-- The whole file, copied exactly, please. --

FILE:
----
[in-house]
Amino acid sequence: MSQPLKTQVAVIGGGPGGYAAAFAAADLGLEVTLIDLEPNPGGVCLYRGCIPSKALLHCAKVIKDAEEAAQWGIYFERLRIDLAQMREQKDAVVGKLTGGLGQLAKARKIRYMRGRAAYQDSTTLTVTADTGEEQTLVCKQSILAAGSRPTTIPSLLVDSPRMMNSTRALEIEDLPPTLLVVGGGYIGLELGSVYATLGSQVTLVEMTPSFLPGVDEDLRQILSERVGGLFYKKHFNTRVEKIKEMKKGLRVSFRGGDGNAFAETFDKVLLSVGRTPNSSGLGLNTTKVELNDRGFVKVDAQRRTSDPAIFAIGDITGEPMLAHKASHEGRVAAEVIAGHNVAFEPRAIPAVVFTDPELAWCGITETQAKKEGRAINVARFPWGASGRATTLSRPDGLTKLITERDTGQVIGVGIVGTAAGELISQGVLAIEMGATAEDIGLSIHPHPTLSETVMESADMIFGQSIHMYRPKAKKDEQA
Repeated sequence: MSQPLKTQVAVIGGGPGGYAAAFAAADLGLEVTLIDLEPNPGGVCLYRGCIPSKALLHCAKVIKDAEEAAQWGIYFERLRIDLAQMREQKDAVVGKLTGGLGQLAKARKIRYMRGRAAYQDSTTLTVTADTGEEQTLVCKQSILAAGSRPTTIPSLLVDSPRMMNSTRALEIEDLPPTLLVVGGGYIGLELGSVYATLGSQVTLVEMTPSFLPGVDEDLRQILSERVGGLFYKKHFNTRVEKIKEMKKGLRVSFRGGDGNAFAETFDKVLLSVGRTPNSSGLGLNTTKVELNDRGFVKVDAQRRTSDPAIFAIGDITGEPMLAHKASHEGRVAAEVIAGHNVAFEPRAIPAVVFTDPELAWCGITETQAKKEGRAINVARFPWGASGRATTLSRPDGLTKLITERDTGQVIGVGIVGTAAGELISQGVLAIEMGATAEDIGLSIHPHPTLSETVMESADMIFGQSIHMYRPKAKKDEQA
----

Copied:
[in-house]
Amino acid sequence: MSQPLKTQVAVIGGGPGGYAAAFAAADLGLEVTLIDLEPNPGGVCLYRGCIPSKALLHCAKVIKDAEEAAQWGIYFERLRIDLAQMREQKDAVVGKLTGGLGQLAKARKIRYMRGRAAYQDSTTLTVTADTGEEQTLVCKQSILAAGSRPTTIPSLLVDSPRMMNSTRALEIEDLPPTLLVVGGGYIGLELGSVYATLGSQVTLVEMTPSFLPGVDEDLRQILSERVGGLFYKKHFNTRVEKIKEMKKGLRVSFRGGDGNAFAETFDKVLLSVGRTPNSSGLGLNTTKVELNDRGFVKVDAQRRTSDPAIFAIGDITGEPMLAHKASHEGRVAAEVIAGHNVAFEPRAIPAVVFTDPELAWCGITETQAKKEGRAINVARFPWGASGRATTLSRPDGLTKLITERDTGQVIGVGIVGTAAGELISQGVLAIEMGATAEDIGLSIHPHPTLSETVMESADMIFGQSIHMYRPKAKKDEQA
Repeated sequence: MSQPLKTQVAVIGGGPGGYAAAFAAADLGLEVTLIDLEPNPGGVCLYRGCIPSKALLHCAKVIKDAEEAAQWGIYFERLRIDLAQMREQKDAVVGKLTGGLGQLAKARKIRYMRGRAAYQDSTTLTVTADTGEEQTLVCKQSILAAGSRPTTIPSLLVDSPRMMNSTRALEIEDLPPTLLVVGGGYIGLELGSVYATLGSQVTLVEMTPSFLPGVDEDLRQILSERVGGLFYKKHFNTRVEKIKEMKKGLRVSFRGGDGNAFAETFDKVLLSVGRTPNSSGLGLNTTKVELNDRGFVKVDAQRRTSDPAIFAIGDITGEPMLAHKASHEGRVAAEVIAGHNVAFEPRAIPAVVFTDPELAWCGITETQAKKEGRAINVARFPWGASGRATTLSRPDGLTKLITERDTGQVIGVGIVGTAAGELISQGVLAIEMGATAEDIGLSIHPHPTLSETVMESADMIFGQSIHMYRPKAKKDEQA